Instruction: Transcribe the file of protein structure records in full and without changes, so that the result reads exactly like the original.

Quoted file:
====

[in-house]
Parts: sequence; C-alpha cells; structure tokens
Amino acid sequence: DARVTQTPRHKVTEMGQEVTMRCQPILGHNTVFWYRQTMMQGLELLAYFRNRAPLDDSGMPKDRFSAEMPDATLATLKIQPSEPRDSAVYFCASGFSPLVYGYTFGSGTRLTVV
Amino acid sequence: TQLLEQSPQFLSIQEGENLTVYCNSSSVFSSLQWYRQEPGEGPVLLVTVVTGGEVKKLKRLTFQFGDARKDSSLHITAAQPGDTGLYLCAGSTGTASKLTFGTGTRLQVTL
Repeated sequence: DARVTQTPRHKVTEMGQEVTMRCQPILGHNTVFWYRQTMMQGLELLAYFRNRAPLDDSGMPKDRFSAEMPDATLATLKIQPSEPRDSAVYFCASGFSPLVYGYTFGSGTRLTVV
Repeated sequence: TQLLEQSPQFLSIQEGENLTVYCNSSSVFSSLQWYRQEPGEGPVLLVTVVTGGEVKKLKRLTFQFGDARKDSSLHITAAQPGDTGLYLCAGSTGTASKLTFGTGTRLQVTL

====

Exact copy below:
[in-house]
Parts: sequence; C-alpha cells; structure tokens
Amino acid sequence: DARVTQTPRHKVTEMGQEVTMRCQPILGHNTVFWYRQTMMQGLELLAYFRNRAPLDDSGMPKDRFSAEMPDATLATLKIQPSEPRDSAVYFCASGFSPLVYGYTFGSGTRLTVV
Amino acid sequence: TQLLEQSPQFLSIQEGENLTVYCNSSSVFSSLQWYRQEPGEGPVLLVTVVTGGEVKKLKRLTFQFGDARKDSSLHITAAQPGDTGLYLCAGSTGTASKLTFGTGTRLQVTL
Repeated sequence: DARVTQTPRHKVTEMGQEVTMRCQPILGHNTVFWYRQTMMQGLELLAYFRNRAPLDDSGMPKDRFSAEMPDATLATLKIQPSEPRDSAVYFCASGFSPLVYGYTFGSGTRLTVV
Repeated sequence: TQLLEQSPQFLSIQEGENLTVYCNSSSVFSSLQWYRQEPGEGPVLLVTVVTGGEVKKLKRLTFQFGDARKDSSLHITAAQPGDTGLYLCAGSTGTASKLTFGTGTRLQVTL